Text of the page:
Hidden in AT&T Inc.'s financial statements is a story that runs counter to its optimistic profit projections: The company is making less and less from each new smartphone subscriber.
Calculations by the Associated Press, based on AT&T's public statements, indicate that the average monthly bill for its smartphone subscribers has fallen from $88 to $80 in the space of a year.
That number should be of great concern to Dallas-based AT&T, because like most big phone companies, it is struggling with a slowdown in new subscribers. Nearly all adults --and many kids-- in the U.S. already have cellphones. AT&T's executives have been touting smartphones as the solution, since the devices require consumers to pay for data use in addition to voice calls. Smartphone subscribers, therefore, pay more. So moving customers from regular phones to smartphones will keep boosting revenue, AT&T has said.
But an analysis of AT&T's own figures indicates that smartphone bills have shrunk by 9 percent over a year, challenging the company's picture of long-term revenue growth.
The Associated Press' calculations are based on various figures AT&T makes public --and a bit of high-school algebra. The company doesn't disclose the average smartphone bill, but says it's 90 percent higher than the average non-smartphone bill. AT&T reveals the number of smartphone and non-smartphone subscribers, and the average monthly bill for a contract-based plan, which is $64.46. Together, these numbers allow for an approximate calculation of the average smartphone bill.
AT&T did not explicitly confirm the calculations, but its chief financial officer, John Stephens, said that the composition of new smartphone customers is changing. The early smartphone adopters were business people and others willing and able to pay high monthly fees. Now, AT&T and other phone companies are going after people who can't pay as much.
"We go after the biggest spenders at the start, that's natural economics," he said.
But even these lower-paying customers are profitable, he said, because they use the network less.
In a more typical projection, Ralph de la Vega, the head of AT&T's wireless division, told analysts Tuesday that demand for wireless data is going to continue to drive an increase in monthly bills.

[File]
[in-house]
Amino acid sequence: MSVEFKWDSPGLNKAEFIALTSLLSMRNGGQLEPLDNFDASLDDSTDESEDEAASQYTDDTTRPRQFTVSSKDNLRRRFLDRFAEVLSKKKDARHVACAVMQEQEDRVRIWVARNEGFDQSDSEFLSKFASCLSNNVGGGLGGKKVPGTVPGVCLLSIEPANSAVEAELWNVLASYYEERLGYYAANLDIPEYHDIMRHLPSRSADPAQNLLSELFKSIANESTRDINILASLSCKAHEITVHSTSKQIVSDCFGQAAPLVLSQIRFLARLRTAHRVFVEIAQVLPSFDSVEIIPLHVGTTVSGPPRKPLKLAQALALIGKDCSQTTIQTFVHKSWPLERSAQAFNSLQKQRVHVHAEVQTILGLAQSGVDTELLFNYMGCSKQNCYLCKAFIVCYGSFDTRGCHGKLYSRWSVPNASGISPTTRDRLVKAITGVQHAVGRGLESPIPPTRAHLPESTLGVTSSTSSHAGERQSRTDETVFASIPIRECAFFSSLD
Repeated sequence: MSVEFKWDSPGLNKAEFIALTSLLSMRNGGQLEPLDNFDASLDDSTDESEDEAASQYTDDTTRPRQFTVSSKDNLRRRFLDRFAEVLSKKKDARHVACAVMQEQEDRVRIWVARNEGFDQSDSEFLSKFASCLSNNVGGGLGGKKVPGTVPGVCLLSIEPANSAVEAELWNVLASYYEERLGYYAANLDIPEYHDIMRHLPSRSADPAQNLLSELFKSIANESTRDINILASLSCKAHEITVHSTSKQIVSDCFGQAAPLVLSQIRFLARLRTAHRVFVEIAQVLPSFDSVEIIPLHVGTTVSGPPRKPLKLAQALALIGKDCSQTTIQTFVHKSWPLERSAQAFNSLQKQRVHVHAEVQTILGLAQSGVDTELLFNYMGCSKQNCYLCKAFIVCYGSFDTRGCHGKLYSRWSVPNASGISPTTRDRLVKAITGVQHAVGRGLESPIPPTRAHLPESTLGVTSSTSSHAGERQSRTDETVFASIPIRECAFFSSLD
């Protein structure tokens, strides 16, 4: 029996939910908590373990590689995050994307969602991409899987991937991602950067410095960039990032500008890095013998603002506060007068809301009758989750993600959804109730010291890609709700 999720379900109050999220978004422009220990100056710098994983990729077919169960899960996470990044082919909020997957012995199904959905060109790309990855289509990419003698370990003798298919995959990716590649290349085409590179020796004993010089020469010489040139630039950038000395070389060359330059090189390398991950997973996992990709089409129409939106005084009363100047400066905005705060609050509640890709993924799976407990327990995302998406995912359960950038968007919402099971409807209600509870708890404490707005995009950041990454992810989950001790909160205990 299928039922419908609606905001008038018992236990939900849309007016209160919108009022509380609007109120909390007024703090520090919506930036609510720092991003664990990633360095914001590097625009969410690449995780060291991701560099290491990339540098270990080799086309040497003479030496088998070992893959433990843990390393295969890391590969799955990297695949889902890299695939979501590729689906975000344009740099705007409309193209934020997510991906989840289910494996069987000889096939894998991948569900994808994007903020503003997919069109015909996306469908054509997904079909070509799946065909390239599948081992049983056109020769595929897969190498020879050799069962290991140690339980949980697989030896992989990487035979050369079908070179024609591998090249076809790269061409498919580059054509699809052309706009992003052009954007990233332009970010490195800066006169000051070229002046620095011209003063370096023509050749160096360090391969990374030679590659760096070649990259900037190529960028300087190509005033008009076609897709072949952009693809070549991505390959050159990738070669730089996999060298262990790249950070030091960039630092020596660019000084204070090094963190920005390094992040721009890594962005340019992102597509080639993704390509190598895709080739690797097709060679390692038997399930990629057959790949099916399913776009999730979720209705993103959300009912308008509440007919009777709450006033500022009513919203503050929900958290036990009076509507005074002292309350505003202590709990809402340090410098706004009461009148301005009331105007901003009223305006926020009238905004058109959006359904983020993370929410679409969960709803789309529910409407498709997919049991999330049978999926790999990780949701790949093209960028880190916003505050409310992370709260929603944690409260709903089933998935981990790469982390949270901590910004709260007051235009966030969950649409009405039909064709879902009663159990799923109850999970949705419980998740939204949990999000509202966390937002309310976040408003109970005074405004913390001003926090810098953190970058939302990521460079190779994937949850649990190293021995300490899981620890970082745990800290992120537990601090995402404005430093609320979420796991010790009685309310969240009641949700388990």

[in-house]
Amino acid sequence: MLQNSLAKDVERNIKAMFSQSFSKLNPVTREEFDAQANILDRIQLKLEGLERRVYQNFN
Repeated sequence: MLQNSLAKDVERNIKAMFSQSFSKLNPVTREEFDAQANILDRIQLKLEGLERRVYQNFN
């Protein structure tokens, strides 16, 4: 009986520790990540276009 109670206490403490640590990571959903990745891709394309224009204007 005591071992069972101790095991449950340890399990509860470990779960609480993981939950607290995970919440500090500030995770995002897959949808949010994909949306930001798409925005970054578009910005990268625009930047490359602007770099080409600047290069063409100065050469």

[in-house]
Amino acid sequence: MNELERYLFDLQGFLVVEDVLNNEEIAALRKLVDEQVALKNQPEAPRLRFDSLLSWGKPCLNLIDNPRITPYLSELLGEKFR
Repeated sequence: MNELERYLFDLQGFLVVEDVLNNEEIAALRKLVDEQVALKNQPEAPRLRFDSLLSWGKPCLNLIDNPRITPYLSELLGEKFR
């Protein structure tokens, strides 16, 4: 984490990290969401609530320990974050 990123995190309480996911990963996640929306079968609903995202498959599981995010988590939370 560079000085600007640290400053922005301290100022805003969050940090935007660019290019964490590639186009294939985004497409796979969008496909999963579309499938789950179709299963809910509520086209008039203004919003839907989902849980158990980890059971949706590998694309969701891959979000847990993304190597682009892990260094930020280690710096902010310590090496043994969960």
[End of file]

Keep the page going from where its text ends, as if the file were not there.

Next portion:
"Quite frankly, it's hard for us to see a cap on that," de la Vega said.
Bills for non-smartphone subscribers on contract-based plans are shrinking at about the same rate. Only by shifting these subscribers to smartphones has AT&T been able to keep its average monthly bill for contract-based plans rising, by 1.7 percent from a year ago.
AT&T, the country's largest telecommunications company, reported first-quarter results Tuesday morning, showing that that it essentially gained no phone subscribers on contract-based plans in the first quarter. That's only happened once before: A year ago, when Verizon launched its version of the iPhone.
Contract-based plans are by far the most lucrative for a phone company, and the number of new customers is an important measure of growth.
AT&T gained a net 187,000 customers on contract-based plans in the January to March period, but these were almost all tablet users, brought in by the launch of the new iPad in March.
By contrast, Verizon last week reported adding 501,000 subscribers on contract-based plans.
Over the last five quarters, Verizon has added nearly three times as many contract subscribers as AT&T. Over the previous two years, the rivals split new subscribers nearly evenly.
AT&T gained a net 726,000 subscribers of all kinds in the first quarter, counting ones on no-contract plans and ones on non-phone devices like the Kindle. That was the lowest figure in eight years, and less than a third of the number of subscribers added in the same period last year.
The head of AT&T's wireless business, Ralph de la Vega, said a drop in sales of e-readers that connect to AT&T's network were behind much of the drop in overall subscribers.
Amazon.com Inc. has been selling Kindle e-readers that use AT&T's network, but its new flagship device, the Kindle Fire, only uses Wi-Fi.
Weak subscriber figures are usually good for a phone company's earnings in the short term, since it doesn't have to subsidize new devices.
The Dallas-based company's net income for the January to March period was $3.6 billion, or 60 cents per share, up 5 percent from $3.4 billion, or 57 cents per share, a year earlier.
Analysts polled by FactSet were on average expecting earnings of 57 cents per share for the latest quarter.
In particular, AT&T saved money by selling fewer iPhones than analysts expected. AT&T subsidizes each new iPhone by hundreds of dollars, hoping to make the money back over time in the form of service fees.
AT&T said it activated 4.3 million iPhones in the first quarter. That was down from 7.6 million in the fourth quarter, when AT&T began selling the iPhone 4S. However, the number was still up from the 3.6 million iPhones AT&T sold in the same quarter a year ago.
Revenue was $31.8 billion, up 2 percent from a year earlier. It matched analyst expectations.
AT&T shares rose $1.27, or 4.2 percent, to $31.88 in afternoon trading. The shares are close to a four-year high of $31.97 hit a month ago.
Macquarie Securities analyst Kevin Smithen said the strong first-quarter earnings could mislead investors. He believes AT&T's profits will shrink this year as it upgrades more handsets, even as it continues to lose market share to Verizon.
Craig Moffett, an analyst at Sanford Bernstein, was more optimistic, saying the first-quarter results demonstrated "the successful hand-off from growth to profitability." It's possible, he said, that AT&T will be able to wring more money out of each wireless subscriber through data usage fees. It also looks like the company is getting better at reining in smartphone subsidies, he said.
Peter Svensson can be reached at http://www.twitter.com/petersvensson